A new high-tech gunshot detection system that was set to be unveiled in Huntington Station will soon be coming to four additional high-crime areas across Suffolk County more than a year after it debuted in Nassau County.
Suffolk County lawmakers passed legislation Tuesday night to widen the scope of ShotSpotter Gunshot Location System, which alerts officers to gunfire within seconds using GPS and gives cops the ability to respond to shootings before anyone calls 911. The pilot program is slated for a three-year run and will cover a total of seven square miles: two each in Huntington Station and Brentwood and one each in Wyandanch, North Amityville and North Bellport.
“I don’t believe any community should be pitted against another community in search of this type of technology,” said Legis. DuWayne Gregory (D-Amityville), who represents two of the communities with high gun-crime rates.
Gregory and other legislators had been pushing to get the technology into their districts after Majority Leader Jon Cooper (D-Lloyd Harbor) succeeded in getting it in Huntington Station, where gang violence had gotten so bad the local school board closed a nearby elementary school last summer. Proponents said the technology has the potential to improve police response times to shootings, thereby aiding investigations and helping victims get help sooner.
A bill to purchase the equipment was set aside in favor of a certificate of necessity from County Executive Steve Levy, who said leasing the equipment would be cheaper in the long run when factoring in maintenance costs.
The legislature’s budget review office said ShotSpotter will cost $450,000 in the first year, $334,000 in the second year and $330,000 in the third year. It is paid for out of a police fund set aside to pay for new crime fighting technology and will be installed by July 1, just in time for the usual spike in violence during the summer.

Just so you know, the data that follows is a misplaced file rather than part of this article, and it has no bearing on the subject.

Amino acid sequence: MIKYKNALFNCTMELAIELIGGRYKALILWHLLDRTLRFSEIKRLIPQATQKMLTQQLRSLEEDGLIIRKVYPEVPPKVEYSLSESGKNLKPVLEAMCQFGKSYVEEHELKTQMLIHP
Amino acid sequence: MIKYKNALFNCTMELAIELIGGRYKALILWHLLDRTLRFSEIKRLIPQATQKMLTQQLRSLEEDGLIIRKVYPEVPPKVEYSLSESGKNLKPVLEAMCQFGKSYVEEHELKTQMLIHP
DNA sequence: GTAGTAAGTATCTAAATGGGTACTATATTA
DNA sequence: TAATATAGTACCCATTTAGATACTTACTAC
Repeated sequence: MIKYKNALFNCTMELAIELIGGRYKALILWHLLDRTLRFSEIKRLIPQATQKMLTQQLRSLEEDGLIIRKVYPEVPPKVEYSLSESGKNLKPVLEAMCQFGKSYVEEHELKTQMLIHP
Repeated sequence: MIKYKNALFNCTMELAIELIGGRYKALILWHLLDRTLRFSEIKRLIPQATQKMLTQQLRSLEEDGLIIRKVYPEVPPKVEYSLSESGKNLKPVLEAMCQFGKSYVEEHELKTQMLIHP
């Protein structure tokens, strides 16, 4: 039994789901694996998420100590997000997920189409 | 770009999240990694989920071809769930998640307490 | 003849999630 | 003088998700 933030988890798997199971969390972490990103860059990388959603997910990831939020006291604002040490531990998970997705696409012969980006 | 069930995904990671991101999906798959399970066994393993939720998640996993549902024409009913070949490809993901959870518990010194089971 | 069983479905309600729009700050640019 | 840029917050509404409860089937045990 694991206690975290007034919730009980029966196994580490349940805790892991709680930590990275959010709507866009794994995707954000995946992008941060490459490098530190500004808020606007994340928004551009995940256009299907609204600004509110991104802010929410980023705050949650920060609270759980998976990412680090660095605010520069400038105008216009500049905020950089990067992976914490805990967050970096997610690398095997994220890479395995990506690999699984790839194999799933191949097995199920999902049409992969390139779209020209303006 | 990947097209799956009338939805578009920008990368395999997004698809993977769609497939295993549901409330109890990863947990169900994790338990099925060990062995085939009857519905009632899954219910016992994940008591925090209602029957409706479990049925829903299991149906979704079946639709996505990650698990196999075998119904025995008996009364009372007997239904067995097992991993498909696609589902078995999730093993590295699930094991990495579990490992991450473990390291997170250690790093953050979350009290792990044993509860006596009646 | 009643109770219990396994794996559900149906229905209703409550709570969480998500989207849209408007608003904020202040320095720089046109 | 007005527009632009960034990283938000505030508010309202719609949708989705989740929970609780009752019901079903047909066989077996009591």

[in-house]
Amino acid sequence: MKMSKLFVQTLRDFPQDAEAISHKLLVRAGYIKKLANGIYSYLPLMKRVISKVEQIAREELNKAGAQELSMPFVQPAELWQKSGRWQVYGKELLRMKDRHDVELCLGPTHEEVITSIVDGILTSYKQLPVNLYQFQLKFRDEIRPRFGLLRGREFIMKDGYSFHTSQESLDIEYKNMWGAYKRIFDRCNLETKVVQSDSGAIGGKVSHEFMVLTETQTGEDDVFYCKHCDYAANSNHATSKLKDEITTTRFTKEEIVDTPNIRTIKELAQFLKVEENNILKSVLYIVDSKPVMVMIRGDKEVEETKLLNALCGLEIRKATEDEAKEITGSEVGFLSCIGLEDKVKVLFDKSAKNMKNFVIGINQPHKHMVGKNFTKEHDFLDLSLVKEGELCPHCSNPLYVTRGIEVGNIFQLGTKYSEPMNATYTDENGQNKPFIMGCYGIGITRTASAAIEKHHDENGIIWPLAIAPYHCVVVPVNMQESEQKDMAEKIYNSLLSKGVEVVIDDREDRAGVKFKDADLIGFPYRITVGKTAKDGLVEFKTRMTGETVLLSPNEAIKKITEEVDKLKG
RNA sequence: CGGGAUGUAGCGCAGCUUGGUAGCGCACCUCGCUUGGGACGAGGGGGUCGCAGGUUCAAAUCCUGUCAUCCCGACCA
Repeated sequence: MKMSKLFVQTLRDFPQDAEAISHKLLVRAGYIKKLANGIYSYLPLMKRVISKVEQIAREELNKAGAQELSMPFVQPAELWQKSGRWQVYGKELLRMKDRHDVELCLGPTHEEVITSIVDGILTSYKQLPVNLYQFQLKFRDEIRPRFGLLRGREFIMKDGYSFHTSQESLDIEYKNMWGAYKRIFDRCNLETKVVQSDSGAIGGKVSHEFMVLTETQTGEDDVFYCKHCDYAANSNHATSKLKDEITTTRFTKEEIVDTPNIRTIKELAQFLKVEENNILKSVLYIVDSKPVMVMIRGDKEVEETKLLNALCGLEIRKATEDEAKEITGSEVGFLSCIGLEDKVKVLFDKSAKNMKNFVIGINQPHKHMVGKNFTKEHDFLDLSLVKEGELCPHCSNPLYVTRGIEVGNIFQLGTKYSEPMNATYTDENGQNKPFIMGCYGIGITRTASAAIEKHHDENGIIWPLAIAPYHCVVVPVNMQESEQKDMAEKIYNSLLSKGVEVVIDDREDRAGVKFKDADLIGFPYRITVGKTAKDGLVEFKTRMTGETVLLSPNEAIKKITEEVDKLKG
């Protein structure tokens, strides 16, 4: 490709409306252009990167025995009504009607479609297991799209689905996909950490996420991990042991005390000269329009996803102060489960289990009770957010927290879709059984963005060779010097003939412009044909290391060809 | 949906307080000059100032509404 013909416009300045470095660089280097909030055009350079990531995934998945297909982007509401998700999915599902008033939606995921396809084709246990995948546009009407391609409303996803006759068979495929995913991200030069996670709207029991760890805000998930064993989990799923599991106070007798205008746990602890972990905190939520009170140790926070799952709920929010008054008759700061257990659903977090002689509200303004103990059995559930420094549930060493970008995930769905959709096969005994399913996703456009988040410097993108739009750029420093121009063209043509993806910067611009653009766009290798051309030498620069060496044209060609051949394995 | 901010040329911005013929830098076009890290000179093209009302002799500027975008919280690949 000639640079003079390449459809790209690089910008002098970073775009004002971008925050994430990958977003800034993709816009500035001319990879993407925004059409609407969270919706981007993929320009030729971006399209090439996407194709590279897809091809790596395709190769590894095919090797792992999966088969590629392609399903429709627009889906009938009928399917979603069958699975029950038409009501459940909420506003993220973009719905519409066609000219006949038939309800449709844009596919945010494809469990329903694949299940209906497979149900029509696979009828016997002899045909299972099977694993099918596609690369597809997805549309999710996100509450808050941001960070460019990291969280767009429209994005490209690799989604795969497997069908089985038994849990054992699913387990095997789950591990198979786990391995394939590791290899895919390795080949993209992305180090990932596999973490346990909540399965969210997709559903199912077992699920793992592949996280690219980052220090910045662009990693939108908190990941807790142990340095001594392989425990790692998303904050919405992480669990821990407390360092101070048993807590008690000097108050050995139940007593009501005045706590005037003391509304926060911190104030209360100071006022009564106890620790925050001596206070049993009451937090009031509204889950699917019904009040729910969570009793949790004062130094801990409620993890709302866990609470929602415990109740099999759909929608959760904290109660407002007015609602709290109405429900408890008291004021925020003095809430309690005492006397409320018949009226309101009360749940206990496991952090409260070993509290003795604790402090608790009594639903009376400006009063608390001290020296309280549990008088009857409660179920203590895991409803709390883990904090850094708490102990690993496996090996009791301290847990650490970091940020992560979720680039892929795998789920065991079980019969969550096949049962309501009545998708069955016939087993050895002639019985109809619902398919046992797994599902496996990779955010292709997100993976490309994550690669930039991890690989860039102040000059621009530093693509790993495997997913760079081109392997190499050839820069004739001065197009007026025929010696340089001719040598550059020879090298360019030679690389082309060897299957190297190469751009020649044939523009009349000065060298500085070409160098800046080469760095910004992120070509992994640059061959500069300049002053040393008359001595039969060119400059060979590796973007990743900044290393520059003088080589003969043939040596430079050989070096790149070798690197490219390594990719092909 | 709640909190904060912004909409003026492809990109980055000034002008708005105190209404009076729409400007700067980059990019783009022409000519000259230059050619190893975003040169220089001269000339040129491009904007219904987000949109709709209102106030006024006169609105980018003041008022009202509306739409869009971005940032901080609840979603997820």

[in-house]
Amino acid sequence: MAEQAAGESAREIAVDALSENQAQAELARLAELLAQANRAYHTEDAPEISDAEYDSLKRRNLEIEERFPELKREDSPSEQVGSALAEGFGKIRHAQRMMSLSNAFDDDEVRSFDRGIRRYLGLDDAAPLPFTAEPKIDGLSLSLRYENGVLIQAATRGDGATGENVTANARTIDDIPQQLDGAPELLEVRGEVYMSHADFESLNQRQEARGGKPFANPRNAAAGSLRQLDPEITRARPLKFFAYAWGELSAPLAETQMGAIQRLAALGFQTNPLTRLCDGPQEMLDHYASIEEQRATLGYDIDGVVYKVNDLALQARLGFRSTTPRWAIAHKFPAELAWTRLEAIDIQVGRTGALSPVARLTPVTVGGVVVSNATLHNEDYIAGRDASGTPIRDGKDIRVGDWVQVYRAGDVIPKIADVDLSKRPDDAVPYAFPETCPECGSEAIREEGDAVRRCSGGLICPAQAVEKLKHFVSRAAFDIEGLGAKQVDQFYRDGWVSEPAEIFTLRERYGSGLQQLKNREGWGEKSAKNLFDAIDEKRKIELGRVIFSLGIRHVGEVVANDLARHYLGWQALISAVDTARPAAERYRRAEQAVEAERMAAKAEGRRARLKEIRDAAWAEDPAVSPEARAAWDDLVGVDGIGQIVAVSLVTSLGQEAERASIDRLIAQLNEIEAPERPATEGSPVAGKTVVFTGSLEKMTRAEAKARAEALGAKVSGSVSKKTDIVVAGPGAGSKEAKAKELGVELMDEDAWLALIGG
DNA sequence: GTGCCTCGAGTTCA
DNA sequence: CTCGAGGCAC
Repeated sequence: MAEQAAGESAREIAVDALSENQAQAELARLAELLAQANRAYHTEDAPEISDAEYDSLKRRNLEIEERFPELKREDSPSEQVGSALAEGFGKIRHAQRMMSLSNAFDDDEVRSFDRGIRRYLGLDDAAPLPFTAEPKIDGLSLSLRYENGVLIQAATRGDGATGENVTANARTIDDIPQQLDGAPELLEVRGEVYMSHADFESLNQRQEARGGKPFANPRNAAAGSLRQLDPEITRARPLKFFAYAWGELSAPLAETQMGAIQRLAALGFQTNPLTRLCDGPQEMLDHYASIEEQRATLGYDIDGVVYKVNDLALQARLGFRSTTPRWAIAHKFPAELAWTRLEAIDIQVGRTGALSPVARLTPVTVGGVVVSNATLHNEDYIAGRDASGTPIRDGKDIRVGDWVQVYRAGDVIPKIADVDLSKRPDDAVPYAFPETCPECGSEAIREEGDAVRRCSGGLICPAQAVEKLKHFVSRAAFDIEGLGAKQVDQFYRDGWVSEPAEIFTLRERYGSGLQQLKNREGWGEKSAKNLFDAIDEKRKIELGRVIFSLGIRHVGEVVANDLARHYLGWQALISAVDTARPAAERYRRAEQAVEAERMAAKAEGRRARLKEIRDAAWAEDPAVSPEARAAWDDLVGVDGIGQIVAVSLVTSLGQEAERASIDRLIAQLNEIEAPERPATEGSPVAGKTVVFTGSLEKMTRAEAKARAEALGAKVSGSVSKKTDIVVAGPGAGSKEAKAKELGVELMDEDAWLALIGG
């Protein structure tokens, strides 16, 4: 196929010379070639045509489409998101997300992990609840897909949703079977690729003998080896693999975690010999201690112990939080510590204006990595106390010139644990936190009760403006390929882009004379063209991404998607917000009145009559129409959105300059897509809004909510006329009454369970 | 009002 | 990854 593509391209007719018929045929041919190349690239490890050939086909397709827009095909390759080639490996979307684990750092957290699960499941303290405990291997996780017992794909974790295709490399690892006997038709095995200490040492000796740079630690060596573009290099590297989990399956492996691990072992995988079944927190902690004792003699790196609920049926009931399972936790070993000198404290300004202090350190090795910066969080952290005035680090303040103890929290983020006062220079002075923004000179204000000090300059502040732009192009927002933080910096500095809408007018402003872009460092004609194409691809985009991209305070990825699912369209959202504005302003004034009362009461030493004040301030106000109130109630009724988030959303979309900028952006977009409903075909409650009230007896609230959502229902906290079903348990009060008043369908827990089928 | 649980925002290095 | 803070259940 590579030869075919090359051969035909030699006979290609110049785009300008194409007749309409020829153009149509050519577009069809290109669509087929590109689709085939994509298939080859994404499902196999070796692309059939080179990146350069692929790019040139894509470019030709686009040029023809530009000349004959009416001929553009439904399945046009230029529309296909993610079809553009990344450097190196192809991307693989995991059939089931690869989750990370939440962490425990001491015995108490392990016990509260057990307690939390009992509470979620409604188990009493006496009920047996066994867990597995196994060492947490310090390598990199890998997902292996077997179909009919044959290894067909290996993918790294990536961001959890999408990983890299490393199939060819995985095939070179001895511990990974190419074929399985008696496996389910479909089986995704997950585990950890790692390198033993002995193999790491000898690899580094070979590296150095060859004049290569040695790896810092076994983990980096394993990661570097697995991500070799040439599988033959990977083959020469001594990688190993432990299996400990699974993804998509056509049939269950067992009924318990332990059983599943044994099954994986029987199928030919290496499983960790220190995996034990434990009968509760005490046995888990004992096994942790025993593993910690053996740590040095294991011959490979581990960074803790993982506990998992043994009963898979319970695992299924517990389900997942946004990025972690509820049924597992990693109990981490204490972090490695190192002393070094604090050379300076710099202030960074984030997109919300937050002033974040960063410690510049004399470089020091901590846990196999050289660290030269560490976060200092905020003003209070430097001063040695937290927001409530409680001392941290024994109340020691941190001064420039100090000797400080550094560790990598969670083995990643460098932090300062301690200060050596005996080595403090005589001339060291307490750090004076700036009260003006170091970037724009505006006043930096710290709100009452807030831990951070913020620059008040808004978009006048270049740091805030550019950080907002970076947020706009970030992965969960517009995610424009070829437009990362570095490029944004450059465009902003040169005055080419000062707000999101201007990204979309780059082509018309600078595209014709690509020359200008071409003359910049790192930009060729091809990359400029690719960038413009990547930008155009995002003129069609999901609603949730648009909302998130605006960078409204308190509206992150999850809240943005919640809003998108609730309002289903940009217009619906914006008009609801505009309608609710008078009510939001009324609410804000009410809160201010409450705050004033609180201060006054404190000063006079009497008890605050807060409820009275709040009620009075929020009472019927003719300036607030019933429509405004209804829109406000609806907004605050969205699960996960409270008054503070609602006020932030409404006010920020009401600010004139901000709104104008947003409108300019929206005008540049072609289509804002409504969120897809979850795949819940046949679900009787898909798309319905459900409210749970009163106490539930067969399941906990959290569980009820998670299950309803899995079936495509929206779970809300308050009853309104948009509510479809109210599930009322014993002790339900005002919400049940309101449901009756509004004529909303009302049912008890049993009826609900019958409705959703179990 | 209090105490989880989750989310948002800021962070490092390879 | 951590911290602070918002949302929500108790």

The only exception is North Bellport, where an anonymous donor gave the county $120,000 to have the technology brought to the community, as long as there was a five-year commitment.
“I have been fighting for the installation of ShotSpotter for more than a year and I am glad that County Executive Levy has decided to support our efforts,” said Legis. Kate Browning (WF-Shirley), whose district includes the North Bellport.
Levy, who has been skeptical of the effectiveness of the technology, is taking a wait-and-see approach.
“By the time the pilot program is completed, we will have first-hand results available to us from a variety of locations to determine if the technology is useful in enhancing police response to gunshots or if it is overwhelming the system with false reports,” he said in a statement.